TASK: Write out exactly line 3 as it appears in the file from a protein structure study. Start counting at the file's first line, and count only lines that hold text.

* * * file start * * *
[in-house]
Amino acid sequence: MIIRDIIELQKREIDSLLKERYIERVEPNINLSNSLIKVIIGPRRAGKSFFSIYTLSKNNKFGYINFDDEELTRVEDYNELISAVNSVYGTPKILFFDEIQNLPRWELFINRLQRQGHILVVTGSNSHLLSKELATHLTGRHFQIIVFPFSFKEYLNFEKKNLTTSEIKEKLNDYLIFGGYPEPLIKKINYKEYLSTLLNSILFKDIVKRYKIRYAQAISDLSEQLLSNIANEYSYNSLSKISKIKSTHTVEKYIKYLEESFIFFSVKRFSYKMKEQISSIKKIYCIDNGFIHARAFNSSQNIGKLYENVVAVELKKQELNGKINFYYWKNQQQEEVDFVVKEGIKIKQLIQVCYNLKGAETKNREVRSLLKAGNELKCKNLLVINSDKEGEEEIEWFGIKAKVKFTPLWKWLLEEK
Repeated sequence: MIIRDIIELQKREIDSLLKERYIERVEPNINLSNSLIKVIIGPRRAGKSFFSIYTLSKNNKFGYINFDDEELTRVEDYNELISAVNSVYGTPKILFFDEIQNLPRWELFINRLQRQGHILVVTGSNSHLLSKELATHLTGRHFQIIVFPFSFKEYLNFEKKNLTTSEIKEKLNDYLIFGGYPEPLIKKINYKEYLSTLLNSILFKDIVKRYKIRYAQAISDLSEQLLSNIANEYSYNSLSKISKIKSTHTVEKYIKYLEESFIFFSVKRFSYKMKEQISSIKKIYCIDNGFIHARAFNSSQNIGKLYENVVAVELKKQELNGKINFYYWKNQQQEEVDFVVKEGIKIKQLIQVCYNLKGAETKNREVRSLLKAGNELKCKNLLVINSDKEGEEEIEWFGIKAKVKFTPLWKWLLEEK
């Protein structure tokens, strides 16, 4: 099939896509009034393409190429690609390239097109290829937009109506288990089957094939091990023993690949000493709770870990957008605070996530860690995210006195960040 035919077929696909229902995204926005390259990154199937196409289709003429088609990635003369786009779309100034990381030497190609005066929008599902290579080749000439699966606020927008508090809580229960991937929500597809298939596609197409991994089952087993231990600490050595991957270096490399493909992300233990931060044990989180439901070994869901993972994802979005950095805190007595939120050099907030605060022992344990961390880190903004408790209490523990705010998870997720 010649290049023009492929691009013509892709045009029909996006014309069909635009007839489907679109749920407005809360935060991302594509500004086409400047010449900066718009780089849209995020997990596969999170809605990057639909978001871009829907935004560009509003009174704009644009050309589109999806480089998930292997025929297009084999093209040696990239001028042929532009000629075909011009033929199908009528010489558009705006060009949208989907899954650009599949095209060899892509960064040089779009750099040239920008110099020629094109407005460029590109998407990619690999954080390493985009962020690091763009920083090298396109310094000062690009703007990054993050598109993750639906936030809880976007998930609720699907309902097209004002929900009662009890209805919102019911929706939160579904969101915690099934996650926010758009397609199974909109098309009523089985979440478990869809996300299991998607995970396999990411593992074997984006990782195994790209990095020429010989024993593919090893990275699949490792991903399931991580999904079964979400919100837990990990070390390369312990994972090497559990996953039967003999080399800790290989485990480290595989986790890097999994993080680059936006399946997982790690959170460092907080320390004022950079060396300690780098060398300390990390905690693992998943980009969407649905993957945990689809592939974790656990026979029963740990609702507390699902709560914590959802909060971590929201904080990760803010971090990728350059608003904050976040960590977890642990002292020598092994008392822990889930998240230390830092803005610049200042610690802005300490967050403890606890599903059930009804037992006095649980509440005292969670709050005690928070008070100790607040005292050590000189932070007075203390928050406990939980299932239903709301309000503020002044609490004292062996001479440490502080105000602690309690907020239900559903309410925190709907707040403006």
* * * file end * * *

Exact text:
Repeated sequence: MIIRDIIELQKREIDSLLKERYIERVEPNINLSNSLIKVIIGPRRAGKSFFSIYTLSKNNKFGYINFDDEELTRVEDYNELISAVNSVYGTPKILFFDEIQNLPRWELFINRLQRQGHILVVTGSNSHLLSKELATHLTGRHFQIIVFPFSFKEYLNFEKKNLTTSEIKEKLNDYLIFGGYPEPLIKKINYKEYLSTLLNSILFKDIVKRYKIRYAQAISDLSEQLLSNIANEYSYNSLSKISKIKSTHTVEKYIKYLEESFIFFSVKRFSYKMKEQISSIKKIYCIDNGFIHARAFNSSQNIGKLYENVVAVELKKQELNGKINFYYWKNQQQEEVDFVVKEGIKIKQLIQVCYNLKGAETKNREVRSLLKAGNELKCKNLLVINSDKEGEEEIEWFGIKAKVKFTPLWKWLLEEK